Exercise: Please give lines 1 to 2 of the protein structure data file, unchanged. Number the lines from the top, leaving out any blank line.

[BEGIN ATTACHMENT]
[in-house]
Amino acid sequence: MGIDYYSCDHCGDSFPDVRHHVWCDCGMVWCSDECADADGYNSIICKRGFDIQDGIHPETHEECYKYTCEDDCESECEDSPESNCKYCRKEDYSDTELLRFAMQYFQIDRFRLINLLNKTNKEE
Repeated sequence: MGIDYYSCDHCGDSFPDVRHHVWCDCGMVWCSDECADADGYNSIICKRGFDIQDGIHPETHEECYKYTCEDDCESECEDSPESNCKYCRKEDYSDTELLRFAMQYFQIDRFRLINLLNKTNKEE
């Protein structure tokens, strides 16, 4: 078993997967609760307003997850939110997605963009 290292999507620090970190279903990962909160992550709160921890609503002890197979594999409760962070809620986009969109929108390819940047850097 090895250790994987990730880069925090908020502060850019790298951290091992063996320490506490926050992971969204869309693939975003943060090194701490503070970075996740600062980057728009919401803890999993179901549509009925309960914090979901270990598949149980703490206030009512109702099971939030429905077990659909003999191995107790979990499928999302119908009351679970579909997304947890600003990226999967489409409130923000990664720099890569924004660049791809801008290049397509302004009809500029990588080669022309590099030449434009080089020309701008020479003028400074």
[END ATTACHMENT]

[in-house]
Amino acid sequence: MGIDYYSCDHCGDSFPDVRHHVWCDCGMVWCSDECADADGYNSIICKRGFDIQDGIHPETHEECYKYTCEDDCESECEDSPESNCKYCRKEDYSDTELLRFAMQYFQIDRFRLINLLNKTNKEE